Photo from Test of FAITH. © The Faraday Institute

I interviewed a number of scientists on a recent trip to Spain, and this is an extract from the first of those conversations. Dr Raul García has a background in medicine and neuroscience, and is a Children and Adolescents Psychiatrist in Madrid.

I started university as a civil engineering student, but I didn’t enjoy my studies. I was more interested in people than numbers and equations, and towards the end of my first year I was looking for something else to do.  At the same time, I was involved in supporting a family friend who was suffering from mental illness, and I went with him to an appointment at the hospital where he was being treated. This person was a Christian, and during the interview he said that his future was in God’s hands. The medical staff laughed sceptically at him, interpreting his optimism as delusional thinking. This incident had a huge impact on me, and I began to think about studying medicine. I realised that I wanted to help people like my friend, and that this was both a scientific and a theological ambition. So I changed track, and studied medicine.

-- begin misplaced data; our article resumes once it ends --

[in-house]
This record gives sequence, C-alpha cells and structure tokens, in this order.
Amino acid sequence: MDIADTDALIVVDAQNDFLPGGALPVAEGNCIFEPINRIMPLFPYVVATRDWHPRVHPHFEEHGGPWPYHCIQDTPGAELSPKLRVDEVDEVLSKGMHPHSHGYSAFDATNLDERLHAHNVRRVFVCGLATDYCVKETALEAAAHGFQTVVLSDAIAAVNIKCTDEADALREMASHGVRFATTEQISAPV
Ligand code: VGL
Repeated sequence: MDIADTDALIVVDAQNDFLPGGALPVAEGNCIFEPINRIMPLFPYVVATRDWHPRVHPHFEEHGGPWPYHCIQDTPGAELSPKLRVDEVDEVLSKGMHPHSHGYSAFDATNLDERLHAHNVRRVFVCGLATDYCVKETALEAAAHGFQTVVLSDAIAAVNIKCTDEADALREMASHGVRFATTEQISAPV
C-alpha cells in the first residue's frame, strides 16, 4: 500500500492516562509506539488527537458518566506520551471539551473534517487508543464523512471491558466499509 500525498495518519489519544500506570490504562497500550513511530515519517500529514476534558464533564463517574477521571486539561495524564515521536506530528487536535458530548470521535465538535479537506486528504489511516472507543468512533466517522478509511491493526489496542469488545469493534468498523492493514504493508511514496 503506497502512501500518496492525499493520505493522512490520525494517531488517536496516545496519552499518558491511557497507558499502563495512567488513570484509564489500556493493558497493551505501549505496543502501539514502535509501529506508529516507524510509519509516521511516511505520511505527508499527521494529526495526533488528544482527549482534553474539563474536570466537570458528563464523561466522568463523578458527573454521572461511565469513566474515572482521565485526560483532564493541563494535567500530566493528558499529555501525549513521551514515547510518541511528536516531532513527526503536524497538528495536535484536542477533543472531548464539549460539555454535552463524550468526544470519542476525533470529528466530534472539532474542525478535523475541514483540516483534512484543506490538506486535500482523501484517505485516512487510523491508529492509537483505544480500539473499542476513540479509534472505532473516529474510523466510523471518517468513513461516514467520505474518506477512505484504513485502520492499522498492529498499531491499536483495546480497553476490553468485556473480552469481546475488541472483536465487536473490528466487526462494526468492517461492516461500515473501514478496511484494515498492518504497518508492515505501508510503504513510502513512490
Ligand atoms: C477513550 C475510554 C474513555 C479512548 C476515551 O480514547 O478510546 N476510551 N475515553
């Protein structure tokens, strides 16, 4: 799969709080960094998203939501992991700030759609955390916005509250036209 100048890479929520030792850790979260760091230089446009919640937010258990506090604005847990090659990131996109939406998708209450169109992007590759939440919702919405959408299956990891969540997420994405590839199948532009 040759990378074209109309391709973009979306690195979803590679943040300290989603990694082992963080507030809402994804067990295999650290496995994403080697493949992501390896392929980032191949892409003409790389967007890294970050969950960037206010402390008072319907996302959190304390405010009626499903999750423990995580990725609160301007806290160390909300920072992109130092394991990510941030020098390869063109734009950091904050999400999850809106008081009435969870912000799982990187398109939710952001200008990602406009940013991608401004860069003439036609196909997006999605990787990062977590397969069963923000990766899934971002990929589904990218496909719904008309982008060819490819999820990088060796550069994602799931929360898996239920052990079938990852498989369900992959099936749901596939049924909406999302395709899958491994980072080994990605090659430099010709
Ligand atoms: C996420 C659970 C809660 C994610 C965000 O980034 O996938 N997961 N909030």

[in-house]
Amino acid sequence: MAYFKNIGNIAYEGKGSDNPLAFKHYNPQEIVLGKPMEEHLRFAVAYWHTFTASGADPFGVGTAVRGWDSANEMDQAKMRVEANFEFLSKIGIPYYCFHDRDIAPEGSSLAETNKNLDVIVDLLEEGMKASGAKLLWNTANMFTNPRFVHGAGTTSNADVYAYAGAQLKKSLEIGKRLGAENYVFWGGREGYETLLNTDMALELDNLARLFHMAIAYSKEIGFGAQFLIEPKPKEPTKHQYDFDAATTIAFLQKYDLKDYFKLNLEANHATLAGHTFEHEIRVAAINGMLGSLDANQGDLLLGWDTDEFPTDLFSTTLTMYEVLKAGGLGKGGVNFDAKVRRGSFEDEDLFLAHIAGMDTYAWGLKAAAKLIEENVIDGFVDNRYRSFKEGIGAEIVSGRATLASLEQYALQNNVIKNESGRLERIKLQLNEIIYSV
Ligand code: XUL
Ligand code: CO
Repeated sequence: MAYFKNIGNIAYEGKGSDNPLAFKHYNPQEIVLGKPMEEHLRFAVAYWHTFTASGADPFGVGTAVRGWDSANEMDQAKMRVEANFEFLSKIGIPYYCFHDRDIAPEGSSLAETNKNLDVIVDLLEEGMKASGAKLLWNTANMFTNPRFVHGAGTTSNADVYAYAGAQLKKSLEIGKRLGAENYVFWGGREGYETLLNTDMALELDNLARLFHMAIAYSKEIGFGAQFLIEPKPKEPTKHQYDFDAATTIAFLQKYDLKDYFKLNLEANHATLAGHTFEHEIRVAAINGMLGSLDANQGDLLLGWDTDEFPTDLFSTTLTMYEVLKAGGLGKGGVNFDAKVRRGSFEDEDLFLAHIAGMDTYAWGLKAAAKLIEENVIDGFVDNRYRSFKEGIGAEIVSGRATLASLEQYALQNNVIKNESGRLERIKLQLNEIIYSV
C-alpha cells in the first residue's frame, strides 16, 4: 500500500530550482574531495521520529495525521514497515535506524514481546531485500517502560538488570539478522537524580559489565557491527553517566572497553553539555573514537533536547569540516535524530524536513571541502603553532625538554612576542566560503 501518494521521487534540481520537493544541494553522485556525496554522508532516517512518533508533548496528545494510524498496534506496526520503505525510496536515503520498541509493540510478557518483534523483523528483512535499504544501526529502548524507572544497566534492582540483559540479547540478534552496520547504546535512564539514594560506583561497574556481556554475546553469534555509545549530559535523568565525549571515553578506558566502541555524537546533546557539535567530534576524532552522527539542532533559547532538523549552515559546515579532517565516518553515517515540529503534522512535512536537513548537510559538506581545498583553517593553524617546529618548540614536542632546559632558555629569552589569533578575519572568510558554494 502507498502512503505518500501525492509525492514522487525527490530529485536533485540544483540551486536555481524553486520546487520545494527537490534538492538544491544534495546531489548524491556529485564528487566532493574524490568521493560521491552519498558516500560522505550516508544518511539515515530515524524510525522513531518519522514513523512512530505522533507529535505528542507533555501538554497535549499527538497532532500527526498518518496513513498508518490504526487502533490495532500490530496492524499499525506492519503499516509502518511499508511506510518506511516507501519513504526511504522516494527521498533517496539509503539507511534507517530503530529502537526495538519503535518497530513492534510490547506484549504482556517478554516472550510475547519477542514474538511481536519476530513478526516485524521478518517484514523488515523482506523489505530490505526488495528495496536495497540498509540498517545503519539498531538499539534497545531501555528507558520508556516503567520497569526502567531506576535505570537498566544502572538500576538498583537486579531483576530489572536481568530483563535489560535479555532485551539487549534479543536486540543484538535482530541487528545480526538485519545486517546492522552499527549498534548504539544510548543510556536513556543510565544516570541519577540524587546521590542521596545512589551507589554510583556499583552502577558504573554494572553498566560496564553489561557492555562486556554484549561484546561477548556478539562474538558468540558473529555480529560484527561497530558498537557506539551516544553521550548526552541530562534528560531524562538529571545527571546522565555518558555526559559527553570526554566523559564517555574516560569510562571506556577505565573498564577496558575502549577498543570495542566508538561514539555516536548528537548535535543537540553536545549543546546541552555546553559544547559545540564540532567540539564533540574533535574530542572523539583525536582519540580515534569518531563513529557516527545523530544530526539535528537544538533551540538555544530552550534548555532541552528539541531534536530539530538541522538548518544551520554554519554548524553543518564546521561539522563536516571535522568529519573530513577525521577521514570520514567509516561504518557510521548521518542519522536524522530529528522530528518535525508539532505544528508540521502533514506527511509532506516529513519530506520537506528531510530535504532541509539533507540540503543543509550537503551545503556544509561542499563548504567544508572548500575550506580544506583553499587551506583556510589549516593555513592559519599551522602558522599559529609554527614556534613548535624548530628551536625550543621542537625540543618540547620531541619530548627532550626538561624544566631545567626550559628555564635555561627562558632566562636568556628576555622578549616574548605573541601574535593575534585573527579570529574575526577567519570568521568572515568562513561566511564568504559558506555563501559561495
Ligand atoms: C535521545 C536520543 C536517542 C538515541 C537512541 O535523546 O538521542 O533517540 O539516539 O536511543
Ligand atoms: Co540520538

After I qualified as a psychiatrist I studied theology part-time. So now, alongside my clinical work and teaching I teach pastoral counselling and am part of the leadership team of a small church. In the history of psychiatry there are some well-known examples of psychiatrists who become philosophers or theologians. I think that the relationship between science and faith should be dialogic. Science has much to say to theology and theology has much to say to science, especially on the meaning of life and personal experience.